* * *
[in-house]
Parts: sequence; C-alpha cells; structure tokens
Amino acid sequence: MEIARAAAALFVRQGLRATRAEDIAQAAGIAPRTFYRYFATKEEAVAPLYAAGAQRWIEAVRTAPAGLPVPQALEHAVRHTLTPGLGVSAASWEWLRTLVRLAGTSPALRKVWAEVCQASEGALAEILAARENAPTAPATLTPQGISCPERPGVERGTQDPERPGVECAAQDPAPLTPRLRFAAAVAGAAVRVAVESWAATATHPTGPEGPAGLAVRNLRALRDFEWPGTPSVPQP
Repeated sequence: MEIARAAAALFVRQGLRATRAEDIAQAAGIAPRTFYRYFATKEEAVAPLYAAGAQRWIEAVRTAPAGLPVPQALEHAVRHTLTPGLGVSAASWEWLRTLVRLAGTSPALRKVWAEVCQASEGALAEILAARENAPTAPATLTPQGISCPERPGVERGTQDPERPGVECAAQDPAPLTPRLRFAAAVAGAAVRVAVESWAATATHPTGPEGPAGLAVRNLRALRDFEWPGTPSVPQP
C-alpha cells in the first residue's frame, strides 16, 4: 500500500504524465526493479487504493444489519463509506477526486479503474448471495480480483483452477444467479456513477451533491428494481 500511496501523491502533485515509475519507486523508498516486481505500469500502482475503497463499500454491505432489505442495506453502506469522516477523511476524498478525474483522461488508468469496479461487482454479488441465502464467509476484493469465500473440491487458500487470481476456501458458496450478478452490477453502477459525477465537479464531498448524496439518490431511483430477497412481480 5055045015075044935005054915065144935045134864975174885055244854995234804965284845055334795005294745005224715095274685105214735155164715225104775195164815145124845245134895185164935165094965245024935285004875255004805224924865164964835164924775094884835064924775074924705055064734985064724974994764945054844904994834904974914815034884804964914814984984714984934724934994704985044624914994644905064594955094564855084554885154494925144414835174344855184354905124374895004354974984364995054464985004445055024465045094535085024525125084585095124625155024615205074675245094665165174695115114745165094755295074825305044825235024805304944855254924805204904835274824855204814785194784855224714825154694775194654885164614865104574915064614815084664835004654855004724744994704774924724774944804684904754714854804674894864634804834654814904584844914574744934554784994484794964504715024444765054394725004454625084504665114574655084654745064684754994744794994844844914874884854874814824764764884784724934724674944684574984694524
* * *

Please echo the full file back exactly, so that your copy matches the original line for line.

[in-house]
Parts: sequence; C-alpha cells; structure tokens
Amino acid sequence: MEIARAAAALFVRQGLRATRAEDIAQAAGIAPRTFYRYFATKEEAVAPLYAAGAQRWIEAVRTAPAGLPVPQALEHAVRHTLTPGLGVSAASWEWLRTLVRLAGTSPALRKVWAEVCQASEGALAEILAARENAPTAPATLTPQGISCPERPGVERGTQDPERPGVECAAQDPAPLTPRLRFAAAVAGAAVRVAVESWAATATHPTGPEGPAGLAVRNLRALRDFEWPGTPSVPQP
Repeated sequence: MEIARAAAALFVRQGLRATRAEDIAQAAGIAPRTFYRYFATKEEAVAPLYAAGAQRWIEAVRTAPAGLPVPQALEHAVRHTLTPGLGVSAASWEWLRTLVRLAGTSPALRKVWAEVCQASEGALAEILAARENAPTAPATLTPQGISCPERPGVERGTQDPERPGVECAAQDPAPLTPRLRFAAAVAGAAVRVAVESWAATATHPTGPEGPAGLAVRNLRALRDFEWPGTPSVPQP
C-alpha cells in the first residue's frame, strides 16, 4: 500500500504524465526493479487504493444489519463509506477526486479503474448471495480480483483452477444467479456513477451533491428494481 500511496501523491502533485515509475519507486523508498516486481505500469500502482475503497463499500454491505432489505442495506453502506469522516477523511476524498478525474483522461488508468469496479461487482454479488441465502464467509476484493469465500473440491487458500487470481476456501458458496450478478452490477453502477459525477465537479464531498448524496439518490431511483430477497412481480 5055045015075044935005054915065144935045134864975174885055244854995234804965284845055334795005294745005224715095274685105214735155164715225104775195164815145124845245134895185164935165094965245024935285004875255004805224924865164964835164924775094884835064924775074924705055064734985064724974994764945054844904994834904974914815034884804964914814984984714984934724934994704985044624914994644905064594955094564855084554885154494925144414835174344855184354905124374895004354974984364995054464985004445055024465045094535085024525125084585095124625155024615205074675245094665165174695115114745165094755295074825305044825235024805304944855254924805204904835274824855204814785194784855224714825154694775194654885164614865104574915064614815084664835004654855004724744994704774924724774944804684904754714854804674894864634804834654814904584844914574744934554784994484794964504715024444765054394725004454625084504665114574655084654745064684754994744794994844844914874884854874814824764764884784724934724674944684574984694524